There have been a few posts recently that cover the benefits of traveling with Lightroom while on assignment, and I recently discussed the benefits of using presets to do some of your editing and cataloging dirty work. This post crosses the gap between the two subjects.
Lightroom has a variety of preset and template types; these types are listed below in no particular order:
- develop presets,
- export presets,
- filename templates,
- keyword & label sets,
- and metadata presets.
(For the sake of convenience, I will use the term “template” to refer to the types of sets, presets and templates listed above.)
This template information is stored in Lightroom’s application support folder, located at
~/Library/Application Support/Adobe/Lightroom/ on a Mac and
~\Application Data\Adobe\Lightroom\ on a Windows machine. You can open up a Finder or Explorer window to see what Lightroom ships with and what you’ve created for your own use.
The best part? Each type of preset is simply a plain–text file with a fancy extension to tell the operating system’s file browser to use a fancy icon for the file. By simply opening the file in your favourite text editor, you are able to change the information in an environment that is a little more text–friendly than the application’s dialog windows.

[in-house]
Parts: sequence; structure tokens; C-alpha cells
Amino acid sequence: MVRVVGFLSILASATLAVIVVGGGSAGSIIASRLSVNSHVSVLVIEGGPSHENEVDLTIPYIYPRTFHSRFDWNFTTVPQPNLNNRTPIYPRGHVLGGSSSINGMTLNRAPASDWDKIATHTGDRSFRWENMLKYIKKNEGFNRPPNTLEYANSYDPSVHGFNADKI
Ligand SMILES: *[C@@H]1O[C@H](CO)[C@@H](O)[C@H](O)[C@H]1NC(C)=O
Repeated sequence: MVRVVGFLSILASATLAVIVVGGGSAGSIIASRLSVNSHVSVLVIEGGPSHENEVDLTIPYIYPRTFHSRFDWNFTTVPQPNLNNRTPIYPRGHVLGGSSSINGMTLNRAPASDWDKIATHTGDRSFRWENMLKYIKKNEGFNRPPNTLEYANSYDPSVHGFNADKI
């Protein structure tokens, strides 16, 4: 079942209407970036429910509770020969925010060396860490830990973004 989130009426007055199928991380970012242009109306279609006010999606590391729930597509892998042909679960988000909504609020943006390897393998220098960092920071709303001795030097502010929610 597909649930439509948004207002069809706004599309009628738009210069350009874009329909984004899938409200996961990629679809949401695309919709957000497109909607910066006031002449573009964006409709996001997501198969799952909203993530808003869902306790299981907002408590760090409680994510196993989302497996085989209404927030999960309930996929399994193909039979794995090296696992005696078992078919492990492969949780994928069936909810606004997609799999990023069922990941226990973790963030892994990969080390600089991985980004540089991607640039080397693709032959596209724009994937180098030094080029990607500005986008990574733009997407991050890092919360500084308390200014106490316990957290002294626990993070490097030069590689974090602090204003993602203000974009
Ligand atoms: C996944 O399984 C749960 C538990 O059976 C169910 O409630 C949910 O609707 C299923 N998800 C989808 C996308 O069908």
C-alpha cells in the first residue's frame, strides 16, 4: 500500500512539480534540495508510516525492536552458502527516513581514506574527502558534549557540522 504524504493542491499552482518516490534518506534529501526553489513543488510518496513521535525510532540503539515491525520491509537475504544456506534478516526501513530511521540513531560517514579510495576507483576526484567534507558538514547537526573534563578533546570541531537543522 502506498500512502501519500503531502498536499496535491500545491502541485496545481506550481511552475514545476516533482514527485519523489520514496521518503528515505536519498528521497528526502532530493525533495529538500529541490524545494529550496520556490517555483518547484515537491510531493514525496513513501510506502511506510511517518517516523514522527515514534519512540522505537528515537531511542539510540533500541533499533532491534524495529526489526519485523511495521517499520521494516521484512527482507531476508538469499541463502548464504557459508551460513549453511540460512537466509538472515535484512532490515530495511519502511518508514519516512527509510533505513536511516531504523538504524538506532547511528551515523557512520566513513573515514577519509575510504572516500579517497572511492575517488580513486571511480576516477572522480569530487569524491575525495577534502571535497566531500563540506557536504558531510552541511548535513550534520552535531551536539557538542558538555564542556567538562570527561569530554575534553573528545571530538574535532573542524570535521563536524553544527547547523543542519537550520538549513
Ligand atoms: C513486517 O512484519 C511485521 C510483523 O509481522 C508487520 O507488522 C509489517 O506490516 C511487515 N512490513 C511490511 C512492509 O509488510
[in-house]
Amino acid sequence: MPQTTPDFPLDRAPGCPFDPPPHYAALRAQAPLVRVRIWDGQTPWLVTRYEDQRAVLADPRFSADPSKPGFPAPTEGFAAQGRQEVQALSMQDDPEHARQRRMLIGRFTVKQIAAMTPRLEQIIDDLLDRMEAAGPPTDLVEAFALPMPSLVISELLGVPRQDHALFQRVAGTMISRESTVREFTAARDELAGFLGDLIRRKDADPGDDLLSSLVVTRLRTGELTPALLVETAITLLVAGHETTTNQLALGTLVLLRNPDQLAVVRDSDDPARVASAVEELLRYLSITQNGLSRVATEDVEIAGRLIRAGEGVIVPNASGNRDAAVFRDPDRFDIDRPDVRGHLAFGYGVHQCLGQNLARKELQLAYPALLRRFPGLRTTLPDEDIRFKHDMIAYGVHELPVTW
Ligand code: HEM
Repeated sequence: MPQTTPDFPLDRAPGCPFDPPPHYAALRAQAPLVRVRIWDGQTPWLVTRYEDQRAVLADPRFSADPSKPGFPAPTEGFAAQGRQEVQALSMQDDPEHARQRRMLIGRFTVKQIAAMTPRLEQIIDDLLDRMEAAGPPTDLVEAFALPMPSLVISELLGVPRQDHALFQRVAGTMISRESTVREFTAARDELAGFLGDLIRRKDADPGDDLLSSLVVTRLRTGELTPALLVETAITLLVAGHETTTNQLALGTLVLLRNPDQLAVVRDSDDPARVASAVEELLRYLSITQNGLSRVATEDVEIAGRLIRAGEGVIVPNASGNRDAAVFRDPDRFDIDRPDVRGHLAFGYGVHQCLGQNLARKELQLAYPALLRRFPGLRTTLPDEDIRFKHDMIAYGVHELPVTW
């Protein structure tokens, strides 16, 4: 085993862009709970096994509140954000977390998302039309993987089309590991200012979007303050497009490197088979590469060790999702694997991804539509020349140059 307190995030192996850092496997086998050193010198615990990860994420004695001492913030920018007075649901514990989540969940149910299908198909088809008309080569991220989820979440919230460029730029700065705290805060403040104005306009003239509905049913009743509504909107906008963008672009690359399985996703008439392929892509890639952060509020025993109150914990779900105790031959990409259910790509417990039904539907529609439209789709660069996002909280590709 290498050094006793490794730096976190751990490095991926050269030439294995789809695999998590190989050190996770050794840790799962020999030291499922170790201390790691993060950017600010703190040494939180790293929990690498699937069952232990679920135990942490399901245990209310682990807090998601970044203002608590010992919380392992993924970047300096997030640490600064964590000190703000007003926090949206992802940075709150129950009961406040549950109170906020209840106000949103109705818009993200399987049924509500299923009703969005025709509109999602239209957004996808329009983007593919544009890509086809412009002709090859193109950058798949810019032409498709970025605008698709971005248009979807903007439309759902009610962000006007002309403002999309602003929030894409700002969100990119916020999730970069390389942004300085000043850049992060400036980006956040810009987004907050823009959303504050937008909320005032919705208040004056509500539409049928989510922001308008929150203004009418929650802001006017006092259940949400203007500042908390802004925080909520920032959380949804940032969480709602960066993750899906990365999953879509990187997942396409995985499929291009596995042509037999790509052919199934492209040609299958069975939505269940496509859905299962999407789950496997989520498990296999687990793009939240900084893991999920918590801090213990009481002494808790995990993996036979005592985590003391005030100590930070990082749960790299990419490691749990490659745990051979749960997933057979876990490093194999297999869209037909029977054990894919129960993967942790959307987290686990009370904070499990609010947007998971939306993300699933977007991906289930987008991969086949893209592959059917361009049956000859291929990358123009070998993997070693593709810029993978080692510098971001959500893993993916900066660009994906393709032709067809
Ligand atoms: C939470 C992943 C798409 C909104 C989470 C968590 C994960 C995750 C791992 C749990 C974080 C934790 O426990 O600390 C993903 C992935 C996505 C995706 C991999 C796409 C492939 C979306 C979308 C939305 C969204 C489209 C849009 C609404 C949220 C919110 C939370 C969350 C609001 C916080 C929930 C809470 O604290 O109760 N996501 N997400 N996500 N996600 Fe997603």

Here’ what a metadata preset looks like:
And though you may not be inclined to muck around with your templates and presets in a text editor, this choice of storage results in one other huge benefit. If you happen to have Lightroom installed on multiple machines (such as a desktop at home and a laptop for your travel work), keeping your templates up–to–date on both machines is simply a matter of copying the updated text files from one machine to the other (or even from a Windows machine to a Mac — or vice–versa — if the need arises).
One word of warning: should you use a text editor to edit a template or your OS’s file browser to copy a template from another machine, it’s a good idea to quit Lightroom and re–open it to ensure that the changes are picked up. That warning aside, kudos to Adobe for choosing to use individual plain–text files over opaque, binary file formats for template information.